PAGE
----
In Matthew 16:18, Jesus proclaimed, “I will build my church; and the gates of hell shall not prevail against it” (KJV). He obviously had in mind something much greater than a mere architectural structure. In fact, He was referring to the whole body of Christ, which is comprised of all believers worldwide—everyone who has trusted Jesus as personal Savior and is a child of the heavenly Father. The church began on the day of Pentecost, when the Holy Spirit came and anointed a group of Jesus’ followers (Acts 2). It will continue until an event referred to as the rapture of the church, when every believer in Christ will be caught up to meet Him in the sky (1 Thess. 4:17).

The church is not merely a place for social action or fellowship, though these are important aspects of its ministry. Rather, the church is the entire body of Christ, both corporately and individually filled and enabled by the Holy Spirit to carry out the task designated by Jesus Himself. In other words, the purpose of the church is to bring people to a saving knowledge of the Lord Jesus Christ and to make disciples, instructing them and growing them up in the things of God (Matt. 28:19-20).

Our responsibility is to obey. Have you asked yourself what role you should be playing in the ministry of the church?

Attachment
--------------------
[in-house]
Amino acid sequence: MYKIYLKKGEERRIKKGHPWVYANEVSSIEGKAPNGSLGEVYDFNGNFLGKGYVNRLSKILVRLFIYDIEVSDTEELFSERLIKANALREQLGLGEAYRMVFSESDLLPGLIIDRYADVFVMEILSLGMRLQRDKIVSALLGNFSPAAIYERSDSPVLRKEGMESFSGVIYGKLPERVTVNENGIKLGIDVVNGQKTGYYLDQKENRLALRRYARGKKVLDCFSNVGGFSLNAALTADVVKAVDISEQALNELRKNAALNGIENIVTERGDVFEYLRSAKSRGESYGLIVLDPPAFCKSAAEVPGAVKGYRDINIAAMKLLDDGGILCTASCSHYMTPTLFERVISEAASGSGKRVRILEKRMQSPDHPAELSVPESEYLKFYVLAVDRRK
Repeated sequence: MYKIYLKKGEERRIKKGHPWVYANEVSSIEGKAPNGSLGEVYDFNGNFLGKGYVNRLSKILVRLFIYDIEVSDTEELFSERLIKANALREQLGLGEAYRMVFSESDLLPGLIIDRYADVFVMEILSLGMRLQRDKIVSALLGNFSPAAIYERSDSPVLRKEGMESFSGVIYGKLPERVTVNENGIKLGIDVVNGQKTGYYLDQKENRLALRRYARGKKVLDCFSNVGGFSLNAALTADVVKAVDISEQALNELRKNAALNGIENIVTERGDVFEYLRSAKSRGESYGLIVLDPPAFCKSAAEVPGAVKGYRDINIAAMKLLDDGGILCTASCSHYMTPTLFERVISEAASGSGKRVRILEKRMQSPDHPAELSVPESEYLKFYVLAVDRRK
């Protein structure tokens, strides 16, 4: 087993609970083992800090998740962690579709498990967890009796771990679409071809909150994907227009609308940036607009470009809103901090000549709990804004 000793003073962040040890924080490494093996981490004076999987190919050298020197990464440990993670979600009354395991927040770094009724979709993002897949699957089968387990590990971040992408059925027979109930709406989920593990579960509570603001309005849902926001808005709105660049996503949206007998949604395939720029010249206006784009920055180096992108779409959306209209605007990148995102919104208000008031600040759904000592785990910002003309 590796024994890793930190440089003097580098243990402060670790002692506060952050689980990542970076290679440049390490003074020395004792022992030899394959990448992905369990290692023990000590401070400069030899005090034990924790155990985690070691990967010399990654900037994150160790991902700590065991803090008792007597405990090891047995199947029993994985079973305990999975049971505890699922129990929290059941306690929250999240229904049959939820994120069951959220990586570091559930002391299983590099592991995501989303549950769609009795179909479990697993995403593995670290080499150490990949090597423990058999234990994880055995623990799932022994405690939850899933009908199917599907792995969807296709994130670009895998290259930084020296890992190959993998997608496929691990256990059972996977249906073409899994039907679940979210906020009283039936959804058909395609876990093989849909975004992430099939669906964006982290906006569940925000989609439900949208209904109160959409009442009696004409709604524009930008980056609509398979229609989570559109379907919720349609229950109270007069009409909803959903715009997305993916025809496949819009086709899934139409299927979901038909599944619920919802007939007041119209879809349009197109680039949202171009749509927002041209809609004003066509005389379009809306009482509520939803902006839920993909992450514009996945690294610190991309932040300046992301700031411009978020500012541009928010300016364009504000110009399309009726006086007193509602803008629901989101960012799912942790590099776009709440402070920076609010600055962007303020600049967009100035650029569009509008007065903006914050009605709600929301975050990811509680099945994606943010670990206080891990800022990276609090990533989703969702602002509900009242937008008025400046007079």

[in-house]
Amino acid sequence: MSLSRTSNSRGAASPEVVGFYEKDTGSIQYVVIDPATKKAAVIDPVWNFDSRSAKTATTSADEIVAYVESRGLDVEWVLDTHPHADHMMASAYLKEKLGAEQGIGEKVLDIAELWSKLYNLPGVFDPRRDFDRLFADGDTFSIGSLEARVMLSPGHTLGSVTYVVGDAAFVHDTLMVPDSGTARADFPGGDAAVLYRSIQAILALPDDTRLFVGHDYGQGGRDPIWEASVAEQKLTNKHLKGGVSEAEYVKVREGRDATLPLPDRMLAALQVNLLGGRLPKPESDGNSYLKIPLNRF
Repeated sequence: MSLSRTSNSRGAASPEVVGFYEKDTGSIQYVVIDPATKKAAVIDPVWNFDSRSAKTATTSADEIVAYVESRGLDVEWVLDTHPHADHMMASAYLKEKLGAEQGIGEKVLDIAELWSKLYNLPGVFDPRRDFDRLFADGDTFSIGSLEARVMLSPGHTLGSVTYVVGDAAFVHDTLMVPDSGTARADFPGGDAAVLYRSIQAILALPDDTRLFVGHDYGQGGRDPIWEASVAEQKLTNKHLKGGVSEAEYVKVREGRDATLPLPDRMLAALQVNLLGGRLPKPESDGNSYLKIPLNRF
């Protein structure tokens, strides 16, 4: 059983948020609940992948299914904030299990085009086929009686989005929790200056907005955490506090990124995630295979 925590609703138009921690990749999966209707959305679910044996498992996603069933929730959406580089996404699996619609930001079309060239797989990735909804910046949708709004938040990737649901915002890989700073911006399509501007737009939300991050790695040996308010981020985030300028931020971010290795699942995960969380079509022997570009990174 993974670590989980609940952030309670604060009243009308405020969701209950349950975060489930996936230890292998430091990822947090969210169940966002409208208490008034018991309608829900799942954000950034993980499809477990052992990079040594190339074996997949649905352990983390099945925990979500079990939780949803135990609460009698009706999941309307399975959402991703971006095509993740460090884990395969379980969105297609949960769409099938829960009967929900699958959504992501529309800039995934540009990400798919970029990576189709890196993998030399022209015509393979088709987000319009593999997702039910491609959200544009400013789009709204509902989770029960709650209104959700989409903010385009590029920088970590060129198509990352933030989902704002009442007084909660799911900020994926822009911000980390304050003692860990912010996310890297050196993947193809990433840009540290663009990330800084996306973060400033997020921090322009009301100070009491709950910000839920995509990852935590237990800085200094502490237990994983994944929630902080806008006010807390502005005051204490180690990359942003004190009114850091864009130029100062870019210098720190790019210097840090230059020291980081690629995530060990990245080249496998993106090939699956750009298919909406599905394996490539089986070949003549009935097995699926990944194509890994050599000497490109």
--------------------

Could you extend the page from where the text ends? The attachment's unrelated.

Lessons from Colossians

“To the saints and faithful brethren in Christ which are at Colosse: Grace be unto you, and peace, from God our Father and the Lord Jesus Christ.” (Colossians 1:2)

Paul’s letter to the church in Colossae is especially instructive to those who would seek a close relationship with the Lord Jesus.

Chapter 1 provides a breathtaking summary of the purpose for which we are saved and the eternal changes that take place at salvation: “And you, that were sometime alienated and enemies in your mind by wicked works, yet now hath he reconciled in the body of his flesh through death, to present you holy and unblameable and unreproveable in his sight” (Colossians 1:21-22).

Chapter 2 provides clear warnings about the spiritual battle that is taking place and precise insights on gaining victory over the world: “As ye have therefore received Christ Jesus the Lord, so walk ye in him: rooted and built up in him, and stablished in the faith, as ye have been taught, abounding therein with thanksgiving” (Colossians 2:6-7).